A recent video that shows a man stumbling off a Tennessee pedal pub and falling into a moving car has added to growing concerns over the safety of open-air bike bars and other so-called “transportainment” vehicles where alcohol is served. In the video, a man is seen sitting in the backseat of a parked Nashville Pedal Tavern vehicle before falling onto the street and into the path of a passing car, News Channel 5 Nashville reported in September. The man, who then walked away from the scene, was reportedly not a customer of the pedal pub and had been asked to leave.
Earlier this year in Nashville, a 22-year-old tourist was seriously injured when he fell off the railing of a roofless party bus, landed face-first onto the road and had his legs run over by the bus’s rear tires, The Tennessean reported. The July incident prompted the Nashville Convention & Visitors Corp. to call for immediate action on regulating entertainment vehicles, which have expanded over the years from basic pedal-operated taxis to patron-powered bicycle bars and even floating paddle pubs.
“Pedicabs and other similar risks have been an insurance nightmare for as long as I can remember,” said Chris Siegel, Managing Director, Burns & Wilcox, Orlando, Florida. “They have now figured out how to throw the entertainment aspect on top of it, and it is no longer relegated to just the larger metro areas. You can find them everywhere, including smaller boutique and artisan-type villages.”
These businesses generally require Commercial General Liability (CGL) Insurance, Liquor Liability Insurance, and Excess Liability Insurance, said Christian Stefanut, Broker, Commercial Insurance, Burns & Wilcox, San Francisco, California.
“When you are riding on one of these, you have to sort of climb onto it; the seat is quite a few feet off the ground,” Stefanut pointed out. “The possibility for more severe bodily injury seems to be increased and there may be a higher chance of broken bones, concussions, and things of that nature.”
Patron injuries, crashes could increase as ‘transportainment’ venues expand
Pedal pubs have been gaining steam in dozens of cities across the U.S. over the past 10 years. Calgary became the first city in Canada to allow pedal pubs in 2019, according to CBC News, and the first-ever pedal pub in Saskatchewan was set to launch in June, Global News reported.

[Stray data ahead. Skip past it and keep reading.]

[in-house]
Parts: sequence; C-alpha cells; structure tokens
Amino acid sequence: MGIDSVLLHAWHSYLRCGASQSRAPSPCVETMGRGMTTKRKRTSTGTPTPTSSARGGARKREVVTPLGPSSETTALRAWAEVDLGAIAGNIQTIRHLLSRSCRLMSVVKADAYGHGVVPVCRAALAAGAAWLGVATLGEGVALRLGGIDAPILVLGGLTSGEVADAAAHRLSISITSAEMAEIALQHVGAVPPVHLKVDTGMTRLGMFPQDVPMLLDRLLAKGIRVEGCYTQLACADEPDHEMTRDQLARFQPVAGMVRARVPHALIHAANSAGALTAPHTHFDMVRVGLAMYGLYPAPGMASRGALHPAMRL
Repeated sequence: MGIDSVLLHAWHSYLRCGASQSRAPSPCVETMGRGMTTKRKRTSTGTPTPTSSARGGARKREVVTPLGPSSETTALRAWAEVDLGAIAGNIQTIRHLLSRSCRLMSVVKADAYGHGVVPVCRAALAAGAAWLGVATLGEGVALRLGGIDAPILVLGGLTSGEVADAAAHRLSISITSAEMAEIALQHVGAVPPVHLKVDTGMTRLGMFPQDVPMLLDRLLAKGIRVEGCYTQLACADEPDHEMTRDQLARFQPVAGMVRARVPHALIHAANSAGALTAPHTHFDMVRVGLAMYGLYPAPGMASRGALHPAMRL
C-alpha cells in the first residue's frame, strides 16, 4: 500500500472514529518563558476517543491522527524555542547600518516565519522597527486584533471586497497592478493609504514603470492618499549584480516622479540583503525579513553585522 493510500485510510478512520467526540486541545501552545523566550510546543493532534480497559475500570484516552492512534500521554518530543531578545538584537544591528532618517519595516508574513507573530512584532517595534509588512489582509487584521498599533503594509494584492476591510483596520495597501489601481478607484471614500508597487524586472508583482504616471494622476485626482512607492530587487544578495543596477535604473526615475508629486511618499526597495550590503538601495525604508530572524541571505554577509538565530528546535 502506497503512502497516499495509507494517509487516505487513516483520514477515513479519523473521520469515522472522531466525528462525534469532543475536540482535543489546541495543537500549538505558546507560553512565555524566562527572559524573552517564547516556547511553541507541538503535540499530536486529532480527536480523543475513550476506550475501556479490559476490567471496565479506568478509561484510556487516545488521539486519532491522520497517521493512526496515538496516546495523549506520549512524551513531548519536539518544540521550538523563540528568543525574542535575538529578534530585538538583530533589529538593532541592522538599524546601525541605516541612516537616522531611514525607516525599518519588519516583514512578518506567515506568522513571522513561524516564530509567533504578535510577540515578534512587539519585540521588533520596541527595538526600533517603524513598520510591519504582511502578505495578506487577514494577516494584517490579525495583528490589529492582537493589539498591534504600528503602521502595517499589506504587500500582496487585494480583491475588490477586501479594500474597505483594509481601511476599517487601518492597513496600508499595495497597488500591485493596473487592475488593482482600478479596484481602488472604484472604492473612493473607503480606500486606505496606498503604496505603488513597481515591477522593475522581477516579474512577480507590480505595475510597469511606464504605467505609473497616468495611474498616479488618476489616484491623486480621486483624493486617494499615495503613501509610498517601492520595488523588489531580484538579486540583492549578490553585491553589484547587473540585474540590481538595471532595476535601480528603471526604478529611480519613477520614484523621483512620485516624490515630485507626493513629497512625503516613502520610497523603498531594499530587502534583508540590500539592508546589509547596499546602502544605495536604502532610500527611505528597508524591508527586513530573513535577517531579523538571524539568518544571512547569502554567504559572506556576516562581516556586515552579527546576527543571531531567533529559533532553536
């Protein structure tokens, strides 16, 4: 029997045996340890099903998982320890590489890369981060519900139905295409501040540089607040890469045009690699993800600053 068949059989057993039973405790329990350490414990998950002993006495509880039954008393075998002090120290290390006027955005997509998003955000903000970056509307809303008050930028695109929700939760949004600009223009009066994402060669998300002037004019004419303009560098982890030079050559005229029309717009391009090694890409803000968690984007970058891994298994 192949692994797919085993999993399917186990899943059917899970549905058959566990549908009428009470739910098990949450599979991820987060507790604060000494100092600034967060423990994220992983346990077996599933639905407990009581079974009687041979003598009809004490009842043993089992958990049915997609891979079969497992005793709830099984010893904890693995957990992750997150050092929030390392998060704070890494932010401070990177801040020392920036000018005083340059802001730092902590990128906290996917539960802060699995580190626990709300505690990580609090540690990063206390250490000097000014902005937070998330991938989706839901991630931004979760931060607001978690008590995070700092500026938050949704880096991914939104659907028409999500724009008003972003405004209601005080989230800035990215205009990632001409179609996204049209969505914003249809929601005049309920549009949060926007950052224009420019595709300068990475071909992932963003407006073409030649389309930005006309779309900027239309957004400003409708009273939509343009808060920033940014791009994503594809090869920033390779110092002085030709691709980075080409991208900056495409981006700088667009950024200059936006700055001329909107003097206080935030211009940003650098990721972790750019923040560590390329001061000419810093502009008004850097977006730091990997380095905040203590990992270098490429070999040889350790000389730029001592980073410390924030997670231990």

The moving taverns have been associated with a variety of incidents, however. A woman sued a Detroit-based pedal pub operator in 2018 after suffering a fractured skull and other injuries in a pedal pub crash, the Detroit Free Press reported. In 2013, a pedal pub tipped over in Minneapolis, leading to 10 patrons being injured and two requiring hospitalization, according to a CBS Minnesota article. In Tennessee, one patron sued a pedal bar company and driver in 2017 after her foot slipped off a pedal. Her foot was dragged several feet along the pavement because the pub’s music was reportedly too loud for the driver to hear her screaming for the vehicle to stop, The Tennessean reported.
While some pedal pubs do not directly serve alcohol and only transport patrons to and from different bars, any business that serves or even facilitates the consumption of alcohol can be exposed to a greater risk of liability, Stefanut explained.
“It can be really easy for an operator to lose track of how many drinks have been consumed by each rider,” he said, adding that the ongoing hospitality worker shortage may compound the issue as a less experienced workforce enters the industry. “It can be difficult to decipher how intoxicated a rider is, whether they should be sitting in the back or not pedaling; it is fraught with issues.”
After someone has had a few drinks, their balance may not be the best. The situation almost lends itself to injuries if the unit does not have certain safeguards in place.
If a customer, passerby or other third party is injured due to the pedal pub’s operation, CGL Insurance policies may cover expenses such as ambulance fees, medical care, loss of wages, and defense costs. Incidents related to customer intoxication could be covered by the company’s Liquor Liability Insurance.
“Some of these vehicles have seat-backs, some have seatbelts, and others have just a plain bicycle seat. After someone has had a few drinks, their balance may not be the best,” Stefanut explained. “The situation almost lends itself to injuries if the unit does not have certain safeguards in place.”
Lawsuits related to transportainment injuries can be very costly, which makes Excess Liability Insurance another key coverage for these companies, Siegel said.
“If the injured individual is out of work for a long period of time, or if there was a fatality, there may also be non-economic damages, pain and suffering, and other things that come with those legal arguments in a court of law,” Siegel explained. “The second you erode that $1 million CGL Insurance limit because something horrible happened, you could open up your personal assets to potential attack. In a bicycle bar with 12 individuals, for example, the worst-case scenario of all 12 being fatally injured would far exceed the policy limits. That is where the Excess Liability Insurance comes into play.”
Businesses should check insurance coverage for altercations, physical damage